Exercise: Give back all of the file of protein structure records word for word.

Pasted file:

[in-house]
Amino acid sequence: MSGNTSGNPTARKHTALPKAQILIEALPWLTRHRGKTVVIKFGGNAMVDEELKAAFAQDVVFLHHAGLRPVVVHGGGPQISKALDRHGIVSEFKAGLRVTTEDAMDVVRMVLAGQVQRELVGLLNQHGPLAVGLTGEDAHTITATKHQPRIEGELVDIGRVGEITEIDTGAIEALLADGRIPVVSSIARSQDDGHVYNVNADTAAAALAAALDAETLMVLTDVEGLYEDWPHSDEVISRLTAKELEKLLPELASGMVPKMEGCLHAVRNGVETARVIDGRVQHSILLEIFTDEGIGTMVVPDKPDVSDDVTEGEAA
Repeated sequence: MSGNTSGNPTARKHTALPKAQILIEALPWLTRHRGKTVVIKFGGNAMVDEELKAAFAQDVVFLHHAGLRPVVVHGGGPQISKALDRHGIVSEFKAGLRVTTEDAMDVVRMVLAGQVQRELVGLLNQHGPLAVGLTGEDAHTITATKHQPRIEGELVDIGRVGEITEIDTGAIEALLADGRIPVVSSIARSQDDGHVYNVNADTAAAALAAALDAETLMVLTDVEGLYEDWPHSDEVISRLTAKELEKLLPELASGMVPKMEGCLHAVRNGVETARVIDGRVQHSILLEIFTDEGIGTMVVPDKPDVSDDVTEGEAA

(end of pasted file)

[in-house]
Amino acid sequence: MSGNTSGNPTARKHTALPKAQILIEALPWLTRHRGKTVVIKFGGNAMVDEELKAAFAQDVVFLHHAGLRPVVVHGGGPQISKALDRHGIVSEFKAGLRVTTEDAMDVVRMVLAGQVQRELVGLLNQHGPLAVGLTGEDAHTITATKHQPRIEGELVDIGRVGEITEIDTGAIEALLADGRIPVVSSIARSQDDGHVYNVNADTAAAALAAALDAETLMVLTDVEGLYEDWPHSDEVISRLTAKELEKLLPELASGMVPKMEGCLHAVRNGVETARVIDGRVQHSILLEIFTDEGIGTMVVPDKPDVSDDVTEGEAA
Repeated sequence: MSGNTSGNPTARKHTALPKAQILIEALPWLTRHRGKTVVIKFGGNAMVDEELKAAFAQDVVFLHHAGLRPVVVHGGGPQISKALDRHGIVSEFKAGLRVTTEDAMDVVRMVLAGQVQRELVGLLNQHGPLAVGLTGEDAHTITATKHQPRIEGELVDIGRVGEITEIDTGAIEALLADGRIPVVSSIARSQDDGHVYNVNADTAAAALAAALDAETLMVLTDVEGLYEDWPHSDEVISRLTAKELEKLLPELASGMVPKMEGCLHAVRNGVETARVIDGRVQHSILLEIFTDEGIGTMVVPDKPDVSDDVTEGEAA